Room of her own?

A review of The Anchoress by Robyn Cadwallader

One autumn morning, a seventeen-year-old woman steps from her old life into her freedom—literally. For Sarah, life in thirteenth-century England offers few choices, even for an educated girl from a well-to-do family like her. So when she is faced with the prospect of marrying, Sarah chooses the one path that will give her some control over her fate. But, ironically, she will have to live for the rest of her life in a cell hardly larger than a few paces, and no window to the outside world. She is an anchoress, and that autumn day marks the end of worldly Sarah and birth of her spiritual self. 

Still, as Sarah’s new life unfolds in Robyn Cadwallader’s debut novel The Anchoress, retreating behind stone walls and a nailed-shut door hardly blocks out trouble. Tasked with near constant prayer and meditation, Sarah is also responsible to council the women of the village, whose church her anchorage cell adjoins. For a woman still haunted by the memory of a younger sister’s death in childbirth, and the complications of a local lord, a man whose advances she rebuffed but must now rely on as her patron, Sarah’s worldly dilemmas only seem to have followed her into her small world.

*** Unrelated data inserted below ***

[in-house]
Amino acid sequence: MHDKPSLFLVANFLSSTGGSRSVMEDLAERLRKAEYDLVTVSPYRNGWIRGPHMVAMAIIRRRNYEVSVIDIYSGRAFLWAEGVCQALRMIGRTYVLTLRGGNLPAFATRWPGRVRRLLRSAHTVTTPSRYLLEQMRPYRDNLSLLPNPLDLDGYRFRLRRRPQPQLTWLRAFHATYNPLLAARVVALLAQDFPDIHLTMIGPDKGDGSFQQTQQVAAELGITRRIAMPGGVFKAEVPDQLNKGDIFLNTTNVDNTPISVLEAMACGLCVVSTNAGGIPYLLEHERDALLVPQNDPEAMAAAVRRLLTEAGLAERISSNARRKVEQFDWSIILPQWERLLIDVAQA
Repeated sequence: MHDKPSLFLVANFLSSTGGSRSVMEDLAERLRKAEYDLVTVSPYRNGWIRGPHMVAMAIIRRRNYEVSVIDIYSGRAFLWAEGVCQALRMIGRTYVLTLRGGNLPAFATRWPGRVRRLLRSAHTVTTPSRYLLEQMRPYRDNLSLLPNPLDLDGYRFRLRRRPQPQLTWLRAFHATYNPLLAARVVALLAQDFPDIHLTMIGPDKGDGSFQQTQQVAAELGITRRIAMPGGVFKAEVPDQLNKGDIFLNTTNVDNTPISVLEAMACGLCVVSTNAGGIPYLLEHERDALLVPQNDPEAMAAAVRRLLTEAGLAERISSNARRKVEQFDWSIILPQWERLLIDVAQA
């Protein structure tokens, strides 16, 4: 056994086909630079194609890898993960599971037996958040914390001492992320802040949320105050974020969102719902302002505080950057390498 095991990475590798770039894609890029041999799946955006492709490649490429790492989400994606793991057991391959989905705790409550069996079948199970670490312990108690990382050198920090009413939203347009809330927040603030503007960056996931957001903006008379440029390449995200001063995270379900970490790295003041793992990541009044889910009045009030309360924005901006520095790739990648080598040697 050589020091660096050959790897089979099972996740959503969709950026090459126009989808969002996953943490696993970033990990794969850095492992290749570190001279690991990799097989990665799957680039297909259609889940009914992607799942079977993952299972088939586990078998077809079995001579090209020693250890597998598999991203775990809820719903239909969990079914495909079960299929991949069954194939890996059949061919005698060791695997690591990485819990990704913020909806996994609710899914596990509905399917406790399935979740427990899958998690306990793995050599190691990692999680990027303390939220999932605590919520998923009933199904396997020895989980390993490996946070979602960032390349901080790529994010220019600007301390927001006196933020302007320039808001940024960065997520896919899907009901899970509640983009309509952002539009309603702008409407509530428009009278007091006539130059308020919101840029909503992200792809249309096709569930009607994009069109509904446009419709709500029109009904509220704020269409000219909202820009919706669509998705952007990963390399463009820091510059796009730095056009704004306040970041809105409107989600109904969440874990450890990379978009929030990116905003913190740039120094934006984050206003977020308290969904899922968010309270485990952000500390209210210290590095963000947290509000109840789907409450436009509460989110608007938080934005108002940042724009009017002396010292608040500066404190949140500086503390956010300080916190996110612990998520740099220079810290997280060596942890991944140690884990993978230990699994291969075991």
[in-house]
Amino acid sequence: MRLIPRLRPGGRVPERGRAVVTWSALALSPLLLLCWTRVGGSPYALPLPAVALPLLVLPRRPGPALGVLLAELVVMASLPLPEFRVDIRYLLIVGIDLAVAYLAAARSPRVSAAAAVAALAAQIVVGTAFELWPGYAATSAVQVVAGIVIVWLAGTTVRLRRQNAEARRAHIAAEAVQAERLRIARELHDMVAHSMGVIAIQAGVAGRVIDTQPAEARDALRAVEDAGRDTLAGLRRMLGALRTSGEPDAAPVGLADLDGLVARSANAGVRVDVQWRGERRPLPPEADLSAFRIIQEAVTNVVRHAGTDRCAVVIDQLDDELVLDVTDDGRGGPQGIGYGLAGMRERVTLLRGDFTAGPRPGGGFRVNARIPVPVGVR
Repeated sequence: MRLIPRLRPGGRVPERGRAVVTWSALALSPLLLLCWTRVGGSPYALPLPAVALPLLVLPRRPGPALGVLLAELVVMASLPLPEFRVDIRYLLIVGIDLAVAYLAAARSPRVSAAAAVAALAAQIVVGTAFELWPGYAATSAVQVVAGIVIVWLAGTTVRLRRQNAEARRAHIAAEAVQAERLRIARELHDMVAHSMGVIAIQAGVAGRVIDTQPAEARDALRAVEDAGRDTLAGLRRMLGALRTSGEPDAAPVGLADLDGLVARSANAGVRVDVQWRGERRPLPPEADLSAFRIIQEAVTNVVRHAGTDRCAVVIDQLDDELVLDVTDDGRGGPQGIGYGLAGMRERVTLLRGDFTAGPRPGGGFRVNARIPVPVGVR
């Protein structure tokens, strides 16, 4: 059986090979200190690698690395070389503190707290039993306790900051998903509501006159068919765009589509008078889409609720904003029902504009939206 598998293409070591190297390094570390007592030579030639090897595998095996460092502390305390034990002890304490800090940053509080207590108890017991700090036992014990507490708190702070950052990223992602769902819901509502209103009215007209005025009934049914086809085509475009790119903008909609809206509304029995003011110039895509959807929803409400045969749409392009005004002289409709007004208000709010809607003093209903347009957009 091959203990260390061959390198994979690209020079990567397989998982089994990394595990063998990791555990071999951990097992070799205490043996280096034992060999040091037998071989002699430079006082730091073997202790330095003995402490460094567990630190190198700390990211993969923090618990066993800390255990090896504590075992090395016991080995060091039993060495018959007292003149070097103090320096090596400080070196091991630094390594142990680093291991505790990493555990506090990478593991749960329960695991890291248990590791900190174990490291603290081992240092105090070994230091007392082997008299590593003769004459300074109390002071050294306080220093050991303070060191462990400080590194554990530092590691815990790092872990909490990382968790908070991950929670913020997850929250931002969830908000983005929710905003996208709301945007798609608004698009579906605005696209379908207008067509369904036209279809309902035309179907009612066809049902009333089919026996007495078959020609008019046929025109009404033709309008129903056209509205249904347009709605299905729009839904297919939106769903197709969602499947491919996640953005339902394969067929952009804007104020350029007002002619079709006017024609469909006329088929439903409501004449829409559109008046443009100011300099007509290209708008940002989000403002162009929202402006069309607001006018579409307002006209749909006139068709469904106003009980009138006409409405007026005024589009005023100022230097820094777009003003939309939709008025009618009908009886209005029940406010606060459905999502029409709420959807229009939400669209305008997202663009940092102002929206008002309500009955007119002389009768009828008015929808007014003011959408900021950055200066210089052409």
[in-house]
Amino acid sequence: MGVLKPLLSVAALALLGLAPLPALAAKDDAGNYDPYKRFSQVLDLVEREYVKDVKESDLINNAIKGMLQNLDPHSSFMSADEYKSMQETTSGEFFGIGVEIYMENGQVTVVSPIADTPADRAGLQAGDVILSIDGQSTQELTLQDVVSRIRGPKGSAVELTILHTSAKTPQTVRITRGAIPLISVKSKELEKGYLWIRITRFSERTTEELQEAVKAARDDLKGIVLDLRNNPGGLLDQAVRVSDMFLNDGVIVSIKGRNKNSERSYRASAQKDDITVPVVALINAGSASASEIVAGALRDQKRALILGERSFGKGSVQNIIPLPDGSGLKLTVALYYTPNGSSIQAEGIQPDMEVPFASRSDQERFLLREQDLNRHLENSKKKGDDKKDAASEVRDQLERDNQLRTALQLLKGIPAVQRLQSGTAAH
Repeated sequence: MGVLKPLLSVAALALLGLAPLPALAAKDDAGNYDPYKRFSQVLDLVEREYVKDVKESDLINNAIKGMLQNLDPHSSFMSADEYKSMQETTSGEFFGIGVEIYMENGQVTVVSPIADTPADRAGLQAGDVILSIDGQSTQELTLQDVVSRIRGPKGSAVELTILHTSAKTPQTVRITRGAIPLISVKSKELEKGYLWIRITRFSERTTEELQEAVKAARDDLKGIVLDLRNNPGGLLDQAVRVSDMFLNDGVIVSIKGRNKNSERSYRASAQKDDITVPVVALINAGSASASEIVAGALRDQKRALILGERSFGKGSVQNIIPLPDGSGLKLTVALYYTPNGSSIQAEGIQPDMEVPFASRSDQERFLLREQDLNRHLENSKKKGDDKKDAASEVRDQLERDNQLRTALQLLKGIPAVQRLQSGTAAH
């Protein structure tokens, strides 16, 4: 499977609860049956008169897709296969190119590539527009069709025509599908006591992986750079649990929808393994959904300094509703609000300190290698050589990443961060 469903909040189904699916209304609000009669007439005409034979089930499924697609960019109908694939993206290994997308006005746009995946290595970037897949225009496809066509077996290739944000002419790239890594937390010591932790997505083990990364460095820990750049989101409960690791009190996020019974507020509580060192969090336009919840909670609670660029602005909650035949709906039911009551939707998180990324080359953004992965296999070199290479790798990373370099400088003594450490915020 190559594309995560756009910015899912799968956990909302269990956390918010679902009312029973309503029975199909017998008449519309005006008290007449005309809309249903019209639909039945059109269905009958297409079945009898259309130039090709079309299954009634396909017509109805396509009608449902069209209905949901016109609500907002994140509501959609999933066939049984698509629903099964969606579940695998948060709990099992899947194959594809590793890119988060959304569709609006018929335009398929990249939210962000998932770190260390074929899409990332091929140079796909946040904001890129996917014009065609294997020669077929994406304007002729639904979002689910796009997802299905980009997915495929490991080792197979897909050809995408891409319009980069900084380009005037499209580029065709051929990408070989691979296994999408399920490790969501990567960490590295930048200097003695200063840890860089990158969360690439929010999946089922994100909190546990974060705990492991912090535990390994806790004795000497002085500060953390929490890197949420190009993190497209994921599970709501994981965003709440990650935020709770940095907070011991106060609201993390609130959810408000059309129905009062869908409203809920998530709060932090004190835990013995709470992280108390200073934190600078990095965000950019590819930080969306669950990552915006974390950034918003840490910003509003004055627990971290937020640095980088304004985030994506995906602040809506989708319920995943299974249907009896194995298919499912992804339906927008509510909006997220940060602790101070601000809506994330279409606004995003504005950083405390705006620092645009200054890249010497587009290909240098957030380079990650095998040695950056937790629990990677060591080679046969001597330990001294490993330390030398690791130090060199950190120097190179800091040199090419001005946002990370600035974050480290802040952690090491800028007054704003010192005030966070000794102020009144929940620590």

Setting a story in an anchorage cell seems like a daunting task, but Cadwallader mostly gets it right. (Cadwallader is an historian whose research centers on women and virginity in medieval society, and the depth of her research is one of the strong points of The Anchoress.) As much as Sarah is bedeviled from the outside, it is her inner struggles that are key to any sense of resolution. Religious from a young age, her devotion is not in doubt but why she has chosen such a hard life for herself reveals the extent to which her self-loathing has been entrenched. There is something of a parallel here between her extreme penance and the anorexia and bulimia that are seen today. 

Still, the plot in the outside world does continue, albeit slowly, and to help that along Cadwallader intermittently inserts the third-person point of view of Father Ranaulf, a local monk who serves as Sarah’s confessor and spiritual advisor. The temptation to give both Ranaulf and Sarah an anachronistic twenty-first century feminism is strong, but Cadwallader manages to create characters that are true to their time while nurturing a thirteenth-century feminism. Here, women might find a small space to flourish in spite of an oppressive society. Heavy on plot and action The Anchoress is not, but Cadwallader manages to prove that even in the small confines of a stone cell, a woman can be free if she sets her mind to it.